The Survivors (Michael Ritchie 1983)
Starring: Walter Matthau, Robin Williams, Jerry Reed, Skipp Lynch, Yudie Bank, John Goodman, Morgan Upton.
Tagilne: ‘Once they declare war on each other, watch out. You could die laughing.’ Hmm…
Trailers: Love in Left Field, Jeans and the T’s, Timeclock!
Cherrypick: “Betty, there’s a parrot in there – I just got fired by a parrot!”
There is, as we all know, a simple but dogged axiom to which even the most successful comedies essentially conform; that a first half jam-packed with free-flowing gags and fanciful digressions will invariably be followed by three quarters of an hour of leaden, inattentive plotting that attempts to wrap the whole caboodle up with as little fuss and as few larfs as poss. It has ever been thus, but during the Decade of the Doldrum this expedient maxim was to light up the eyes of filmmakers brighter than that of a Sunny Delighted kid finding daddy’s gun.
|No, no, no, NO!|
One of the decade’s biggest hits, 1983’s Trading Places, for instance, delivered a notably bravura opening salvo of Eddie Murphy’s expert Richard Pryor impression allied to a Dan Aykroyd effectively gurning against type only to subsequently fizzle out with a toilsome closing hour of actually-very-confusing stock exchange machinations. ’84’s Ghostbusters treated us to a freewheeling spin around Manhattan in the company of a drunk, libidinous Bill Murray for a good portion of it’s first half before we were eventually assaulted by an endless parade of rancid dayglo handpuppets and scratchy blue lasers. And although the Coen brothers managed to up the ante with ’87’s Raising Arizona by ploughing through a good seventy-five minutes of breathless trailer park anarchy, even they ultimately succumbed to a routine babysnatching denouement.
In this respect, as in so many others, The Survivors takes the road much less traveled.
Opting instead for a first hour of plot followed by an hour of a different plot, and with no clearly defined ending at all, Ritchie’s film marries form to content in a confused and entirely birdbrained attempt to divine the duality at the core of an embattled America enduring the socio-political corollary of both a crisis of confidence resulting from the debacle of the Vietnam War and the economic daze that followed ’79’s Iranian oil crisis…
Literally “shit on” by big business, Robin Williams’ uptight, Waspish and all too sensitively monikered Donald Quinelle is fired from his job as some vague form of executive for WorldCorp Enterprises by a talking parrot. Already pretty tightly wound, this sends the hairy gnome over the edge; scotching, as it does, his wedding plans and canceling his ‘dental’ (?). Pretty soon he’s sitting in a downtown saloon working through his paltry redundancy money by repeatedly firing Phil Collins’ ‘I Missed Again’ into the jukebox and depth-charging Boilermakers.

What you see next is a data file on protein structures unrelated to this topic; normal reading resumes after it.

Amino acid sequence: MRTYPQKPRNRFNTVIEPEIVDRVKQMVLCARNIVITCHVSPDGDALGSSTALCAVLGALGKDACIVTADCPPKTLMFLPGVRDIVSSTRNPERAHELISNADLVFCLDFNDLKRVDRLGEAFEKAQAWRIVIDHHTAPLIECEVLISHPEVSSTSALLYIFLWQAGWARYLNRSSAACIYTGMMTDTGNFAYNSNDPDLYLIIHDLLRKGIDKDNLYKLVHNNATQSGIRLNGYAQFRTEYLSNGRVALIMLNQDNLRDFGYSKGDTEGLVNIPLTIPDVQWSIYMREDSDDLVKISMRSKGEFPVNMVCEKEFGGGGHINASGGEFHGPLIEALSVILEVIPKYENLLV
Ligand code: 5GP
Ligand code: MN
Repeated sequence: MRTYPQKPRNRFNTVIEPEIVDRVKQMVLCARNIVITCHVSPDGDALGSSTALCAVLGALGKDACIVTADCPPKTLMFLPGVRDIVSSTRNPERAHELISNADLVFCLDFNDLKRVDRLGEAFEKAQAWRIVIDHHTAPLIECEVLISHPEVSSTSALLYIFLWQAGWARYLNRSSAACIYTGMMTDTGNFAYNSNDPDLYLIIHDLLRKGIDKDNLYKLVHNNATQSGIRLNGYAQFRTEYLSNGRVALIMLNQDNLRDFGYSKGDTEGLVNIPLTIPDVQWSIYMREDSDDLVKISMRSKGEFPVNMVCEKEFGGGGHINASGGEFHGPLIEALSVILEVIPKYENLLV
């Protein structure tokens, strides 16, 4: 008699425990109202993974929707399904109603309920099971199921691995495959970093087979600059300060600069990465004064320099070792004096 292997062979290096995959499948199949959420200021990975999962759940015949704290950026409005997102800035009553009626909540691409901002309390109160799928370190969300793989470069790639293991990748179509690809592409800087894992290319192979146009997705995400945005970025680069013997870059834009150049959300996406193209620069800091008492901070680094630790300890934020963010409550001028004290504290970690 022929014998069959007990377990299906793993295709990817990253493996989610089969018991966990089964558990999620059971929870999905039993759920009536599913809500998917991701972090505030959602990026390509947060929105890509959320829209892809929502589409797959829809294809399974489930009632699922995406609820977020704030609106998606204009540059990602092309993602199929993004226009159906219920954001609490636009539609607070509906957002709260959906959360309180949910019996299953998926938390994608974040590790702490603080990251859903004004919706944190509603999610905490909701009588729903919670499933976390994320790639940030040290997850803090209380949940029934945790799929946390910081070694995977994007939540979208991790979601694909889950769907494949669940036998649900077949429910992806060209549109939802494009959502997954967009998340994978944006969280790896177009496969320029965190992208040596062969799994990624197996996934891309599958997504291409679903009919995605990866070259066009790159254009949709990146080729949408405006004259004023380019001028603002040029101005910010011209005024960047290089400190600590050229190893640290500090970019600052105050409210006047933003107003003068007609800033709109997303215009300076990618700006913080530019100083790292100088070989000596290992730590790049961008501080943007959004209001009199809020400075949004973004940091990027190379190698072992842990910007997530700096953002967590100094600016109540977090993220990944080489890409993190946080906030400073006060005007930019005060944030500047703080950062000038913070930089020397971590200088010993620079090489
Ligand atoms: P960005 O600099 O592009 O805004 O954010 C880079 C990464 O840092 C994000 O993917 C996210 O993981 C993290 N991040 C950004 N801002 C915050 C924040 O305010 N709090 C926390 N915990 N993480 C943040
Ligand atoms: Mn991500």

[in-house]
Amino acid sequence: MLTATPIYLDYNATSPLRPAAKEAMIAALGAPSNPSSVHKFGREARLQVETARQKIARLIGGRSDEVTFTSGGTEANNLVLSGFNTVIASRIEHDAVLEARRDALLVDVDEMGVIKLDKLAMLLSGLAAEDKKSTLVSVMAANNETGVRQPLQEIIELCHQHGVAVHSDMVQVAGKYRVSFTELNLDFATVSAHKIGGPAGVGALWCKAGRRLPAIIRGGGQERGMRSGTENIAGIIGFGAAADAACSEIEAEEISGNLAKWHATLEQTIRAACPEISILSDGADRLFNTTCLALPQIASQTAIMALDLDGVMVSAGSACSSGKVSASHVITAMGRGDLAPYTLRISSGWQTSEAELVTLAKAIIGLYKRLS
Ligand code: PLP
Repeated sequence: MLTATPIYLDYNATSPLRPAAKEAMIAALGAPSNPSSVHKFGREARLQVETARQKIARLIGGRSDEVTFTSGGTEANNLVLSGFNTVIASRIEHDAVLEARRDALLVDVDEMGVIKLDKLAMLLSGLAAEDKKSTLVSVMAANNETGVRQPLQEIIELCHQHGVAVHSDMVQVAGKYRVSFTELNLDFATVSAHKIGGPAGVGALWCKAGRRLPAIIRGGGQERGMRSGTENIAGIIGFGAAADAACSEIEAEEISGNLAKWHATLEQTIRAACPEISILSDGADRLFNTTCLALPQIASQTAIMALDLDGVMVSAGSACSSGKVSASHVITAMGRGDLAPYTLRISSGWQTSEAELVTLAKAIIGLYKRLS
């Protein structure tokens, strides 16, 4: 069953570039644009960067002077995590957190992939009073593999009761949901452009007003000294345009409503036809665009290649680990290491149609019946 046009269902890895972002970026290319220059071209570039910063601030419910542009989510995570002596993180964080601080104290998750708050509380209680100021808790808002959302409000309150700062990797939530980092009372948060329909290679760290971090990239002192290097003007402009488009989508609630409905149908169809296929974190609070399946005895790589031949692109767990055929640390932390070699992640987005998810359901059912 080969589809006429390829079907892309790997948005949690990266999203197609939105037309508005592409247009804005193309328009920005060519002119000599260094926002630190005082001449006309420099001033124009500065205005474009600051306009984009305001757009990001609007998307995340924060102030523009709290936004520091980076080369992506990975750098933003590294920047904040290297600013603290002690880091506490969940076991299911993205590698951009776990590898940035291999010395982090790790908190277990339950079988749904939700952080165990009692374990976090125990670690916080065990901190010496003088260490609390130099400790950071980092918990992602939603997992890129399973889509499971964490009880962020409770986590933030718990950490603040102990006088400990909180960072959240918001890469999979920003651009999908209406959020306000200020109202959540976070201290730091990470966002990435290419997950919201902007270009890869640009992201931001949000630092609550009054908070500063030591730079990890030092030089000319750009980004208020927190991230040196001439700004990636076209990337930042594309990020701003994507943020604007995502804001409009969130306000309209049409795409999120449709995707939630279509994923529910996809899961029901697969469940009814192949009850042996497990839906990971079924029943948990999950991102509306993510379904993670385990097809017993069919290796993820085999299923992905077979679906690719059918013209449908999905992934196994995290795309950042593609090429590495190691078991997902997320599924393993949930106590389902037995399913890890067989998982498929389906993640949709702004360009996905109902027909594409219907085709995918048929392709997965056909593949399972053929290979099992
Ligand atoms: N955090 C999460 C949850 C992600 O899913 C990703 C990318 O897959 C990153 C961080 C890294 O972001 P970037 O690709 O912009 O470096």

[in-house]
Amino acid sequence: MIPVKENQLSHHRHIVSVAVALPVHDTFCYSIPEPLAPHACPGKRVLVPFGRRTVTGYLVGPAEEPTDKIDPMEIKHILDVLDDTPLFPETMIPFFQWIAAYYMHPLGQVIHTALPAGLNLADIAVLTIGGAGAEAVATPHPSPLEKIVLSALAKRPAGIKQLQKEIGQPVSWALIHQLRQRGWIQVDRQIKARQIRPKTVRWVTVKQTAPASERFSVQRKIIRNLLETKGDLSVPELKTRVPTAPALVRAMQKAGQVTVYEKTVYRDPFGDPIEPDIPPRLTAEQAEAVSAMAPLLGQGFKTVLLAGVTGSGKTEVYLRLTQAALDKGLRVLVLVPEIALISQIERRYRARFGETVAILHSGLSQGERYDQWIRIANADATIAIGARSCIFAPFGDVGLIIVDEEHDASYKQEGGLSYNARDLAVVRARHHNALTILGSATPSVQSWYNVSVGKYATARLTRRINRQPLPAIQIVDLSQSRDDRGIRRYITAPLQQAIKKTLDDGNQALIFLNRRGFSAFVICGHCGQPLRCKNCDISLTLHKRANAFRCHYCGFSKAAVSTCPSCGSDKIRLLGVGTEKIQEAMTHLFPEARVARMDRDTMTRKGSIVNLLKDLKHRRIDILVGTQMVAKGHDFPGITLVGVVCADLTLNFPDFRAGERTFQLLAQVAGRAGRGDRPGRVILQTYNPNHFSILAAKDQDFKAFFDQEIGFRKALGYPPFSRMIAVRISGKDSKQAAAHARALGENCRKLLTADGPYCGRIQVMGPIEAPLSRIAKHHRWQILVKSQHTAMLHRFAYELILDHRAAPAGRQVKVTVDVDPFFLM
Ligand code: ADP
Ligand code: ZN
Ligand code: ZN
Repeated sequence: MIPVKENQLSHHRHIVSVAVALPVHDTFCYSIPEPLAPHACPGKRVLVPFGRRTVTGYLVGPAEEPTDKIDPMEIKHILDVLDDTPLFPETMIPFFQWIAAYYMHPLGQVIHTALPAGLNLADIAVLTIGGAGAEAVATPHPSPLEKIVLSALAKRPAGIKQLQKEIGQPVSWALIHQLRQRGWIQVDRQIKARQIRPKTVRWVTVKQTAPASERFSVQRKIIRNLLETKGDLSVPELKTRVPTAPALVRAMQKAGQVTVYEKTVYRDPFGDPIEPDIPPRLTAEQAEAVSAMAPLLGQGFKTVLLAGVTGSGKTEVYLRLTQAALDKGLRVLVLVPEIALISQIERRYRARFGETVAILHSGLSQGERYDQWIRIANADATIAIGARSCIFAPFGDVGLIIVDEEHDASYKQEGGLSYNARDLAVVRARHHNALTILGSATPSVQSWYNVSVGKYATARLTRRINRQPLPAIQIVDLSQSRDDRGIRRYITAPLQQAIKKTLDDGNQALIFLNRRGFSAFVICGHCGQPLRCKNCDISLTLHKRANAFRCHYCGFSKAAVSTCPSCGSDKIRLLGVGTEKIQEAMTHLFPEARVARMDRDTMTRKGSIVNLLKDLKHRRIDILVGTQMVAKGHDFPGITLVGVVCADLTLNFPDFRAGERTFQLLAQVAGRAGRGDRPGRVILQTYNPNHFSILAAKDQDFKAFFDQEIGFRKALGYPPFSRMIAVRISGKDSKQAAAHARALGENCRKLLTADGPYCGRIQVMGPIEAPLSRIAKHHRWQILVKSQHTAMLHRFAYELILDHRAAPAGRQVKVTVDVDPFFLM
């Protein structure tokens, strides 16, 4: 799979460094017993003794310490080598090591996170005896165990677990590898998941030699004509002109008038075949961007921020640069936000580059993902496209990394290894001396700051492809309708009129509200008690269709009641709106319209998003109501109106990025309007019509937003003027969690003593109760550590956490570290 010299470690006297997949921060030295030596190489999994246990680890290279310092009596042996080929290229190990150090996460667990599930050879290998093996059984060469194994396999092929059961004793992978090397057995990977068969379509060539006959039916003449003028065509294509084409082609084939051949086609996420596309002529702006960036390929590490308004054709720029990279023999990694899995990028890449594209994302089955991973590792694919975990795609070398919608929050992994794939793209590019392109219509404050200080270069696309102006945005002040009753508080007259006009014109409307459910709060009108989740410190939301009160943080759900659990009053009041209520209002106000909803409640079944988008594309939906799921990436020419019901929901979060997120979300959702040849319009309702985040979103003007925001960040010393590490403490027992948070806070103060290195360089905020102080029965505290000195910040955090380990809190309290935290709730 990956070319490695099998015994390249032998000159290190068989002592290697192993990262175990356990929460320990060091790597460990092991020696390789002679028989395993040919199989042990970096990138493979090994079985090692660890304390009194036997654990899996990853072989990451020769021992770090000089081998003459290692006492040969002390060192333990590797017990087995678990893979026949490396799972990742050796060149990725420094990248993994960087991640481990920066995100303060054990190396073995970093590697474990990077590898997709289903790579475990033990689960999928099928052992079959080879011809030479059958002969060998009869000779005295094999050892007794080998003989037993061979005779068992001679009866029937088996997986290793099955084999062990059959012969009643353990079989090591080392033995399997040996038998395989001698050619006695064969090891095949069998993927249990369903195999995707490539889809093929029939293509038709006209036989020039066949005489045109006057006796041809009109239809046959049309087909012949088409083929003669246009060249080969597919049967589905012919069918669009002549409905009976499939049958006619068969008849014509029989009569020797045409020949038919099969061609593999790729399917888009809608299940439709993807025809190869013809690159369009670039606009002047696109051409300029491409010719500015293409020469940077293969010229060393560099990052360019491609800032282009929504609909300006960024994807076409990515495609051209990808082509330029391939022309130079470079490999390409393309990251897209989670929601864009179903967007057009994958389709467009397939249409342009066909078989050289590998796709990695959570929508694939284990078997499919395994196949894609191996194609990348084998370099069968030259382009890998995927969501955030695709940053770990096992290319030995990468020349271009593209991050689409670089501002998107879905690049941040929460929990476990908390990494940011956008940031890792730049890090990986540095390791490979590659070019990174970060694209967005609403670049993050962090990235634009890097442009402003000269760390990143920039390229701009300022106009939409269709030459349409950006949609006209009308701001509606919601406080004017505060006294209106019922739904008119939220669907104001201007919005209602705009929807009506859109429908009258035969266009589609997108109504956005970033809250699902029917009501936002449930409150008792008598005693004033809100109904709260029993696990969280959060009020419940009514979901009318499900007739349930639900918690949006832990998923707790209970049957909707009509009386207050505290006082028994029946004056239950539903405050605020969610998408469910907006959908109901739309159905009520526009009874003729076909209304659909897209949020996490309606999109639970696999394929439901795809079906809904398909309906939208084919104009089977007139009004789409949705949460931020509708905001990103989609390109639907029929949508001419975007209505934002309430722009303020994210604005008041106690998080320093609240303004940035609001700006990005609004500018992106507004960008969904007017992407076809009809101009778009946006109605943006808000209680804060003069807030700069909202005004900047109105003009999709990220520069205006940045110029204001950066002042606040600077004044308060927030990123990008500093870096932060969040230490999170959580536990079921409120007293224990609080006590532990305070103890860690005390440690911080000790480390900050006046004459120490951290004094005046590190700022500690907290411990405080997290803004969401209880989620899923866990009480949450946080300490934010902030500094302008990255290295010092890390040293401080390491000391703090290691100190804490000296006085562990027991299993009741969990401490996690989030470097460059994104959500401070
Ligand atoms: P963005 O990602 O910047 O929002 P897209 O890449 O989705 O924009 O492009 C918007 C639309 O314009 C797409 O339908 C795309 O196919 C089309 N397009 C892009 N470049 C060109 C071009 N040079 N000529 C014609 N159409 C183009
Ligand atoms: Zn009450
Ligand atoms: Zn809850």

|'Grumpy Old Men: The Bongo Years'|
And so we are introduced to the uncertain plight of Average Joe Working Stiff circa 1983 – your employer doesn’t give a monkey’s fudge about you, the welfare system is overrun with Mace-wielding immigrants and the cops are besieged, corrupt and too old for this shit. Society, in short, has gone to hell in a hatchback.
By the time Matthau turns up resolved to deprogram the gung-ho Williams with some tough-love torture techniques it’s all gone quite expectedly wrong. Like some freshly gouged level of hell, the mid-life crises and clangorous jingoism of this drunken band of corpulent, vacationing stockbrokers has made manifest vast Lovecraftian tumbrels of charred entrails and rivers of blood that vein the virgin snow of the outward-bound Gomorrah they have fostered. “They did things to me,” confides Williams as he and Matthau flee the airstrike now raining down on this wacky Waco, “Bad things.” A jiggered audience is left with that familiar sinking feeling of yet another of it’s Friday nights having been similarly desecrated.
|Hairy is as hairy does|
The Survivors was a sure sign that, structural idiosyncrasies notwithstandng, the quick-fix Conquistadors were nearing ERH’s El Dorado.
And it was to be us put to work in the mines.